Most jurisdictions have a rental board that deals with residential landlord-tenant disputes. The board has its own rules, its own forms, and its own schedules. It's meant to be accessible without lawyers to both landlords and tenants (though lawyers can certainly be helpful).
But a vast number of landlord-tenant disputes involve commercial premises. Where do those landlords or tenants go to seek justice? What is a landlord's recourse when a tenant stops paying rent or refuses to leave rented premises after a lease expires? What can a tenant do when a landlord locks him out of premises over which he holds a lease? Who ya gonna call? In Ontario the answer is: the Superior Court of Justice.
The Superior Court is always the place to go when there's no other place else you're supposed to be going legally speaking. So you don't go there for residential landlord-tenant matters, because there's already an administrative tribunal set up for that. But the only thing regulating commercial leasing is the common law of contract, plus what's known as the Commercial Tenancies Act, R.S.O. c. L.7.
That Act generally applies to all tenancies to which the Residential Tenancies Act, 2006 does not apply. Unfortunately the Commercial Tenancies Act isn't the easiest Act to read. It's got a lot of really old language in it that's never been "modernized," so that you're left with provisions like: "Every person has the like remedy by distress and impounding and selling the property distrained in cases of rents seck as in the case of rent reserved upon the lease." And no, "rents seck" isn't a typo, it comes with the Middle English "rent sek" which in turn comes from the Anglo-French "rente seque" meaning "dry rent." I highly advise you to retain a lawyer to advise you on your rights and obligations under the Act.
The Commercial Tenancies Act contains lots of useful provisions for both commercial landlords and tenants, though it's definitely not a complete code of procedure governing commercial tenancies. The gaps are filled in by the common law of contract. For landlords, there are provisions like s. 58 which provides that a tenant will owe a landlord twice the monthly rent for every month during which he illegally overholds a property beyond the expiry or termination of a lease. For tenants, there are provisions like s-s. 32(2) which permits a sub-tenant to serve a statutory declaration on a landlord who is seeking to seize tenant goods for non-payment of rent confirming that the tenant has no interest in the property of the sub-tenant, and that the sub-tenant's property therefore shouldn't be seized.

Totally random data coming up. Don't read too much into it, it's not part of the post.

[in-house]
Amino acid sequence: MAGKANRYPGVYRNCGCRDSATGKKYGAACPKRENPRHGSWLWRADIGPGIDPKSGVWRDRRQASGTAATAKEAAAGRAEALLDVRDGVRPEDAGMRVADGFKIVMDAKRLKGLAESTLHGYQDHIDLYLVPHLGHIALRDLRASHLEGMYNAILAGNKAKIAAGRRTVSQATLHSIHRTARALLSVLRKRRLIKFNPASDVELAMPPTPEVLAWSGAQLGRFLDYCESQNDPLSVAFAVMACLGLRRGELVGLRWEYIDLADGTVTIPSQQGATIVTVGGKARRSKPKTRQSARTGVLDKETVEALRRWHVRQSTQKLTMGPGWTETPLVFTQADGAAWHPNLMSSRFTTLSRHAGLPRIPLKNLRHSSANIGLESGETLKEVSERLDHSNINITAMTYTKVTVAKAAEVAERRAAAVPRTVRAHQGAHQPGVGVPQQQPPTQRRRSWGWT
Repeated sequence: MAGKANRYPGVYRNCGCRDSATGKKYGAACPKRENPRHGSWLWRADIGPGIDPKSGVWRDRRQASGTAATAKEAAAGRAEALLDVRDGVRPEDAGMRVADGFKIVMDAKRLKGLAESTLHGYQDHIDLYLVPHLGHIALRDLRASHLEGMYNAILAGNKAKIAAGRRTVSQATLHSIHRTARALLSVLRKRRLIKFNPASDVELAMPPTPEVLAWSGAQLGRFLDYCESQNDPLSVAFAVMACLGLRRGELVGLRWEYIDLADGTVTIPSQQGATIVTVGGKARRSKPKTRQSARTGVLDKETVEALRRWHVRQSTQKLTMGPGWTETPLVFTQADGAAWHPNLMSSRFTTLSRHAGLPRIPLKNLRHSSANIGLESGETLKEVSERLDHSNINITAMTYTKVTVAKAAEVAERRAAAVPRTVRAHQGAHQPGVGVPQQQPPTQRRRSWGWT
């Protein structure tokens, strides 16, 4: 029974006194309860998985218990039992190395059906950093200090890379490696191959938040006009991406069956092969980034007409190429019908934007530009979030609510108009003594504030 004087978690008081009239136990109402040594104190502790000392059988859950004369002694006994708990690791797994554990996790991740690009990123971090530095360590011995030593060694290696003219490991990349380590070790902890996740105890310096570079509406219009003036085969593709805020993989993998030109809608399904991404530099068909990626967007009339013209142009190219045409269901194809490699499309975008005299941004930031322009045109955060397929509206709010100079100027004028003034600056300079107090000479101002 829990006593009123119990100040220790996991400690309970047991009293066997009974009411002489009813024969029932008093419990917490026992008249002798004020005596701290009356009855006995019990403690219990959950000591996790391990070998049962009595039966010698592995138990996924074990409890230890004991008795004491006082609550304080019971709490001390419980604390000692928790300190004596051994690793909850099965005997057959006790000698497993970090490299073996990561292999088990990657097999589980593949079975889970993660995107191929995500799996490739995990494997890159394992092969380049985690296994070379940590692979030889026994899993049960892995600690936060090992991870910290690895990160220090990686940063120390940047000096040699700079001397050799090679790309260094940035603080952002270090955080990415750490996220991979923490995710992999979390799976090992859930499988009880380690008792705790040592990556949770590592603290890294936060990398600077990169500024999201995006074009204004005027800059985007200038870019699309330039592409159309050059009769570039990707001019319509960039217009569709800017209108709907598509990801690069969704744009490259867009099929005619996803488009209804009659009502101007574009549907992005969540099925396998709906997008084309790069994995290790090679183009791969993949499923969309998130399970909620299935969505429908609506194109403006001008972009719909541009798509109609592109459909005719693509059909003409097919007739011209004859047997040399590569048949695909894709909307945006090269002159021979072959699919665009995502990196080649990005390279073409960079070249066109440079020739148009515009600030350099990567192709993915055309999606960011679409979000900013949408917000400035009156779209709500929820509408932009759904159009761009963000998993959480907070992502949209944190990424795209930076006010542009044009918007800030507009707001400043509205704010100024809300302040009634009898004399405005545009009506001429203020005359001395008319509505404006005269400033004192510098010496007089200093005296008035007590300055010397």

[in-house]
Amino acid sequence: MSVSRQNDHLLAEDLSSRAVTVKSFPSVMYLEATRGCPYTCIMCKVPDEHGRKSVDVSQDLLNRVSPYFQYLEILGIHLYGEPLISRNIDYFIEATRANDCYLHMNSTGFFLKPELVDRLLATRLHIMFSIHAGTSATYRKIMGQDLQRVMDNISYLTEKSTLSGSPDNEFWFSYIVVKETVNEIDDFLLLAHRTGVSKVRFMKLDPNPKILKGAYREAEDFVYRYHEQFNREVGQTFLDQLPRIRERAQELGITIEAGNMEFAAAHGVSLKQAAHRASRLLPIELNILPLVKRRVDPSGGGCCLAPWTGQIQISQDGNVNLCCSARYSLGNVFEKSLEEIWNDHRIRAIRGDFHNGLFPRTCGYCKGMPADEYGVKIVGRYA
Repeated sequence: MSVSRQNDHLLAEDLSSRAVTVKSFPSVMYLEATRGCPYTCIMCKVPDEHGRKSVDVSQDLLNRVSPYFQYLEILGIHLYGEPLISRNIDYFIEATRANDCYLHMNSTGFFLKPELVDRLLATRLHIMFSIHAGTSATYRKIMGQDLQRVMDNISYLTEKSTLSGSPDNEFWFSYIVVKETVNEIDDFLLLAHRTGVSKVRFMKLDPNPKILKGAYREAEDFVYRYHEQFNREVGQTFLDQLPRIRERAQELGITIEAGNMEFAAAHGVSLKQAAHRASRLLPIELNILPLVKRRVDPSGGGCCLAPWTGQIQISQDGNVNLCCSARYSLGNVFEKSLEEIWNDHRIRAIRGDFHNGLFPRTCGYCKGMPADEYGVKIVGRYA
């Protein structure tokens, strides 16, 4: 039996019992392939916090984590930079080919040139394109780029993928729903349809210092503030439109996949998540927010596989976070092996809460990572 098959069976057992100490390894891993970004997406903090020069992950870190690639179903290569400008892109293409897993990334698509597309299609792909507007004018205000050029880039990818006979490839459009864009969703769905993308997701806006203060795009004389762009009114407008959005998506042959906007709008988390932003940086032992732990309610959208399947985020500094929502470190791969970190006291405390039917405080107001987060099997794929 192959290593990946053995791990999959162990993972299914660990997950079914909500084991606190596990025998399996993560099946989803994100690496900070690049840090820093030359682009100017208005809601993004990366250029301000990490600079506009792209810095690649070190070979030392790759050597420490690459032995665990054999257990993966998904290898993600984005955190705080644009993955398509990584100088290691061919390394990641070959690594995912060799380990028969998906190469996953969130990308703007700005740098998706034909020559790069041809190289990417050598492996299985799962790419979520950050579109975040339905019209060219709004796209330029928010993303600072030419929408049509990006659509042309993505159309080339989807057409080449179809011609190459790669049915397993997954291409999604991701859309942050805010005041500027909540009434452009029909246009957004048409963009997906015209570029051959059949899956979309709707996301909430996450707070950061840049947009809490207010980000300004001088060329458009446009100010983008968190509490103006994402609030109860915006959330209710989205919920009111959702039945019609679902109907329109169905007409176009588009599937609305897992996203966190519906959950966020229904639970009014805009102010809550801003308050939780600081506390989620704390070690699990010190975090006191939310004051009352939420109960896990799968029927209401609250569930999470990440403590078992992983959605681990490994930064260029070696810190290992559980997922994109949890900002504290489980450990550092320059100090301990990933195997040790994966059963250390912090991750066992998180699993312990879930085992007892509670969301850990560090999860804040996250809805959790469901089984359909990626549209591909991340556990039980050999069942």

Because the Superior Court is a court of "original inherent jurisdiction," you can ask it for any remedy you think to be just. You might also have recourse to the Small Claims Court for money or property disputes under $25,000 in value involving commercial leases, but you can't get orders from that court forcing people to do or not so things - like evicting a tenant - you can only get money or property returned. So Small Claims Court has limited use in commercial lease disputes.
The key to happy commercial leasing is good legal advice (for both the landlord and the tenant) prior to signing a lease. Such advice can be a real bargain compared to the expense of going to court later to fight over whether or not the terms of the lease have been breached, and what remedies should be granted for that breach. But be assured that the Superior Court of Justice, the common law, and the Commercial Tenancies Act do provide for robust remedies for both landlord and tenants facing commercial leasing injustices.